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Where the Cloud Touches Down: Simplifying Data Center Infrastructure Management

Thursday, July 25, 2013
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In most data centers, DCIM rests on a shaky foundation of manual record keeping and scattered documentation. OpManager replaces data center documentation with a single repository for data, QRCodes for asset tracking, accurate 3D mapping of asset locations, and a configuration management database (CMDB). In this webcast, sponsored by ManageEngine, you will see how a real-world datacenter mapping stored in racktables gets imported into OpManager, which then provides a 3D visualization of where assets actually are. You'll also see how the QR Code generator helps you make the link between real assets and the monitoring world, and how the layered CMDB provides a single point of view for all your configuration data.

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Thursday, August 8, 2013
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This webinar will help attendees understand the overall concept of SDN and its benefits, describe the different conceptual approaches to SDN, and examine the various technologies, both proprietary and open source, that are emerging. It will also help users decide whether SDN makes sense in their environment, and outline the first steps IT can take for testing SDN technologies.

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Huawei Gunning For Networking Market Leaders Cisco, HP And Friends

Huawei is using Interop, the networking industry conference under way this week in Las Vegas, to strengthen its position in the U.S. enterprise networking market. The Chinese networking giant is introducing CloudEngine 12800, a next-generation data center switch, and is announcing a distributorship agreement with Synnex to sell its portfolio of IP network infrastructure, unified communications, collaboration and data center products to enterprise customers in the United States. Topping it off, Huawei also intends to vie for a piece of the smartphone market in the United States.

Last year Huawei unveiled Huawei Enterprise Business Group, a U.S. subsidiary. In 2010, the company announced a distribution agreement with Synnex to sell network firewall, security routers, intrusion detection technology, and NAS and SAN storage hardware in a partnership called Huawei Symantec.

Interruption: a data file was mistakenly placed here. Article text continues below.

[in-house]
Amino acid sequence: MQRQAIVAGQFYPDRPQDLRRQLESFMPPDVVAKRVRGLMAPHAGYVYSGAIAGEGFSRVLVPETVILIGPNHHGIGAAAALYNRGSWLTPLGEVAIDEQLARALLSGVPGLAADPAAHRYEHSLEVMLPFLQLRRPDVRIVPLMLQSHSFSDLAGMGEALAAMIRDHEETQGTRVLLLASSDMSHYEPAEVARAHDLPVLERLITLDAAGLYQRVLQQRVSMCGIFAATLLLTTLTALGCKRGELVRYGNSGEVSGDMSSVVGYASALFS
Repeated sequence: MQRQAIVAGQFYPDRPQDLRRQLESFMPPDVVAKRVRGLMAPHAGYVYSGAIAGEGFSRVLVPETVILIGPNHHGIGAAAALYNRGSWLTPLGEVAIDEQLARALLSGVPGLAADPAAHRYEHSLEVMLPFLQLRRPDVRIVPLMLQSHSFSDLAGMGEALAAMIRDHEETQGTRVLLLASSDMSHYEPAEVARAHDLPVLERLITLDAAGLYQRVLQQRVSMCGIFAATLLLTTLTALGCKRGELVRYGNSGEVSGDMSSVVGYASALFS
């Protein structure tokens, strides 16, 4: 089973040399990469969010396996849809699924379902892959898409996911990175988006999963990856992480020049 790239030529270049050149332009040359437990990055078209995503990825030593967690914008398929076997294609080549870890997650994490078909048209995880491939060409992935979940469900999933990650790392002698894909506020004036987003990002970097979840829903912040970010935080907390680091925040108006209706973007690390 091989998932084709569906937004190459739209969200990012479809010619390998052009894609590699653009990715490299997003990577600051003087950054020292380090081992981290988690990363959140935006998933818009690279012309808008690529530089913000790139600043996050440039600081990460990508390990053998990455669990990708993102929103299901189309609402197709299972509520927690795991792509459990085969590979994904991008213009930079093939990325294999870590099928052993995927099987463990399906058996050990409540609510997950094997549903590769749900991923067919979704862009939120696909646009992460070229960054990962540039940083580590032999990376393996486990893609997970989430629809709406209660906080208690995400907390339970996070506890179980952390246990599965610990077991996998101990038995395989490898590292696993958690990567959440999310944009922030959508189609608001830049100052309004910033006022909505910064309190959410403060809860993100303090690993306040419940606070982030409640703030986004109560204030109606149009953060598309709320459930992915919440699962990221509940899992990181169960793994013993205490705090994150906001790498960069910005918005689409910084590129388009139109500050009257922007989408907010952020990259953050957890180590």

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With global 2011 revenue of $32.4 billion, Huawei is within striking distance of industry leader Cisco Systems, at $44.8 billion. By other measures, it dwarfs Cisco: Huawei's corporate engineering staff is about 60,000 employees strong, close to Cisco's total employment of about 71,000.

While Huawei has long been selling into the service provider market, including wireless carriers, the new U.S. business is called the Enterprise Business Group because it's making a particular focus on serving the enterprise market. Many of these enterprises are building networks similar to those operated by carriers, says John Roese, senior VP and general manager of Huawei R&D.

"Many enterprises are adopting ... next-generation data centers, cloud architectures, the use of mobile networks and broadband mobile networks. Those are all intrinsically carrier technologies moving into the enterprise," he says.

The CloudEngine 12800 is the latest release in the CloudEngine 12000 series. It will deliver switching capacity of up to 48 Tbits per second (T bps), which Huawei claims is three times the industry average for such switches, and bandwidth of 2 Tbps, which it claims is twice the industry average. The 12800 switch, as well as the 5800 and 6800 top-of-rack (ToR) switches, support the full range of Ethernet connectivity speeds: 100 Gbit Ethernet, 40 GbE, 10 GbE and 1 GbE.

Although Huawei was represented at the Interop conference in New York City last fall, the Las Vegas Interop is a bigger event, says Roese, and Huawei intends to make a bigger splash. The company believes there's still unmet demand to be served there.

"The beauty of the enterprise space is that there is a lot of room for competition," says Bill Plummer, VP of external communications at Huawei Enterprise, particularly for the sales channels, system integrators and other value-added resellers that would sell its products. "As we're entering the [U.S.] market, it's not so much with the intent to displace anyone but rather with the intent to meet demand."


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